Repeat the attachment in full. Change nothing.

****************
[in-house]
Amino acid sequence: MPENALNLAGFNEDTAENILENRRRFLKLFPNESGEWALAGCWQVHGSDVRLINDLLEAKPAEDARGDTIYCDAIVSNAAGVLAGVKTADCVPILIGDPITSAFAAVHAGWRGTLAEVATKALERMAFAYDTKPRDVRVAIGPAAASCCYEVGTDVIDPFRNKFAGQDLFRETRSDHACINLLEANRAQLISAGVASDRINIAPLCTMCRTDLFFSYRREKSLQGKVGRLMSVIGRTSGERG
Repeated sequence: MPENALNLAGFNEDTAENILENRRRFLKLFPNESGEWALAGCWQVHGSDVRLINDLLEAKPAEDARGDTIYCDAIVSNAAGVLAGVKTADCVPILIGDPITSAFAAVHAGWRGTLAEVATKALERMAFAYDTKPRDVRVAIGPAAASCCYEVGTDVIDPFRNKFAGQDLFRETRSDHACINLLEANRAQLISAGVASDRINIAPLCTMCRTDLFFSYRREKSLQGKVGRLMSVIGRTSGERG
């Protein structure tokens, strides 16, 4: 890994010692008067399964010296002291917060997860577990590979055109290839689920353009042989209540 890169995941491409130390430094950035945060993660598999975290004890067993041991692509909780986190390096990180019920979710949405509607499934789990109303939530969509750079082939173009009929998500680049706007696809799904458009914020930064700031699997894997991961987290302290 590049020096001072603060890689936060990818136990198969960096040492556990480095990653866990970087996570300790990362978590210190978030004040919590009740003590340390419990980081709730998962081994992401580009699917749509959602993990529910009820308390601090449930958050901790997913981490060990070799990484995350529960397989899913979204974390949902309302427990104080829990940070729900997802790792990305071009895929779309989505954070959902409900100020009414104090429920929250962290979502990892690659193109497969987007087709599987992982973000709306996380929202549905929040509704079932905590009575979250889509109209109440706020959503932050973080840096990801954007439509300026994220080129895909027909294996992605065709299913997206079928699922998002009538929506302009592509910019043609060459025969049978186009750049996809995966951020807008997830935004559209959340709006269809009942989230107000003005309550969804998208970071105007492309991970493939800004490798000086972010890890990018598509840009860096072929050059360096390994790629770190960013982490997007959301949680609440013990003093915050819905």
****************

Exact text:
[in-house]
Amino acid sequence: MPENALNLAGFNEDTAENILENRRRFLKLFPNESGEWALAGCWQVHGSDVRLINDLLEAKPAEDARGDTIYCDAIVSNAAGVLAGVKTADCVPILIGDPITSAFAAVHAGWRGTLAEVATKALERMAFAYDTKPRDVRVAIGPAAASCCYEVGTDVIDPFRNKFAGQDLFRETRSDHACINLLEANRAQLISAGVASDRINIAPLCTMCRTDLFFSYRREKSLQGKVGRLMSVIGRTSGERG
Repeated sequence: MPENALNLAGFNEDTAENILENRRRFLKLFPNESGEWALAGCWQVHGSDVRLINDLLEAKPAEDARGDTIYCDAIVSNAAGVLAGVKTADCVPILIGDPITSAFAAVHAGWRGTLAEVATKALERMAFAYDTKPRDVRVAIGPAAASCCYEVGTDVIDPFRNKFAGQDLFRETRSDHACINLLEANRAQLISAGVASDRINIAPLCTMCRTDLFFSYRREKSLQGKVGRLMSVIGRTSGERG
């Protein structure tokens, strides 16, 4: 890994010692008067399964010296002291917060997860577990590979055109290839689920353009042989209540 890169995941491409130390430094950035945060993660598999975290004890067993041991692509909780986190390096990180019920979710949405509607499934789990109303939530969509750079082939173009009929998500680049706007696809799904458009914020930064700031699997894997991961987290302290 590049020096001072603060890689936060990818136990198969960096040492556990480095990653866990970087996570300790990362978590210190978030004040919590009740003590340390419990980081709730998962081994992401580009699917749509959602993990529910009820308390601090449930958050901790997913981490060990070799990484995350529960397989899913979204974390949902309302427990104080829990940070729900997802790792990305071009895929779309989505954070959902409900100020009414104090429920929250962290979502990892690659193109497969987007087709599987992982973000709306996380929202549905929040509704079932905590009575979250889509109209109440706020959503932050973080840096990801954007439509300026994220080129895909027909294996992605065709299913997206079928699922998002009538929506302009592509910019043609060459025969049978186009750049996809995966951020807008997830935004559209959340709006269809009942989230107000003005309550969804998208970071105007492309991970493939800004490798000086972010890890990018598509840009860096072929050059360096390994790629770190960013982490997007959301949680609440013990003093915050819905």